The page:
The details that Mama remembers from our hitchhike over 44 years ago is remarkable. I could read this story over and over and over. I long for more experiences like it. That adventure has to be the reason that deep in my bones I need to travel… and specifically, to go on a backpacking trip. It was a time when I felt safe in Mama’s and Nature’s arms.
Then society took me away (she cried when school took me away from her) and promised pretty shiny things, if I sold my soul. And I did it thinking that it’s what I wanted, that it was the only way to survive. But there was a seed that was planted deep within me when I learned at such an early age that life is beautiful on the road and in nature. That seed went into hibernation until decades later my soul cried ENOUGH! Mama had long ago moved to Arkansas permanently while she could only watch me from afar, still in Texas since 16. But now the seed is screaming for me to fight my way back to my roots. To freedom and joy and wholesome people.
What follows is my edited version of what Mama typed up for me. Most of it is her words. I only filled out her shorthand, corrected grammatical errors and punctuation and changed it to first person.
Hitchin’ with Hippies
Mama left Daddy on a bicycle, taking almost 4 year-old me, along with a change or two of clothes and my favorite doll. She pedaled us to her friends where we slept in her son’s room. They gave her dibs on cases of pop bottles to sell for cleaning out the garage. She’d take what we could carry each day or so, buying a treat for her friend’s son and me and pocketing the rest. We walked a different route each time, going out of our way to pick up other discarded bottles (a nickel each). We enjoyed the outing and new scenery. It was good to get out of the house.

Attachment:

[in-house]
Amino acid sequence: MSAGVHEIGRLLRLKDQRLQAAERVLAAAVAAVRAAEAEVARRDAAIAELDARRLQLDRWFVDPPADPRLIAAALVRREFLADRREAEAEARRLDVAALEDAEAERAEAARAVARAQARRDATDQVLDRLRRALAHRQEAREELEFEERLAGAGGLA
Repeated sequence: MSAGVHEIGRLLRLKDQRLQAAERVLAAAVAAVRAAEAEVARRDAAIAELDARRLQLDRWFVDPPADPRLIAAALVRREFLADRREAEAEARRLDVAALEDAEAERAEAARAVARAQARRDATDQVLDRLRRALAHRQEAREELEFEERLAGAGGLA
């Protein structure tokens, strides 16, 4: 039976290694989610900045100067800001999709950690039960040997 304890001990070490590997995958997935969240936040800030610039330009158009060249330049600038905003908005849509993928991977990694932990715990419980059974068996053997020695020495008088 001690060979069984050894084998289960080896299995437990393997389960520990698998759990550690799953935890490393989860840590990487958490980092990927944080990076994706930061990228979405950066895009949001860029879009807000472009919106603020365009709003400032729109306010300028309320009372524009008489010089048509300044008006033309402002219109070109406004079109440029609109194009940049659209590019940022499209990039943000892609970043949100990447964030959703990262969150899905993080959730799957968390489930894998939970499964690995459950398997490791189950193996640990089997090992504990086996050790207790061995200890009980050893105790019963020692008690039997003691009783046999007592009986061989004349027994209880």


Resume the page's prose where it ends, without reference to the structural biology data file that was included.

When Mama’s friends were moving to an apartment in Sherman we moved our stuff right along with theirs. But then the manager told us that two families could not live in one apartment.
The last night in the house, Mama left me with them to take a walk to decide what to do about our situation. This was a time when leaving your husband was very frowned upon. She wandered all around the neighborhood thinking how we’d spent many nights earlier that Spring outdoors… at the Catholic cemetery… or in the alley under a big bush where all the dogs knew and protected us. Or when it was too cold, we stayed at the hippie-house where my Aunt’s friends lived.
So she decided not to go back to Daddy. Mama pumped gas, washed windshields and checked oil, usually with me on her back, at a then new self-pump gas station. She made good tips and people wanted to feed me. The station sold milk and juice and ice-cream and honey-buns so we’d have those if we needed a meal.
As Mama walked and pondered these things, she figured she could save enough by cold weather to rent a place for the winter. She noticed someone crossing the street and looked up to see a big blond, frizzy-curly-haired-bearded man with kind smiling eyes. She didn’t even notice one eye was glass.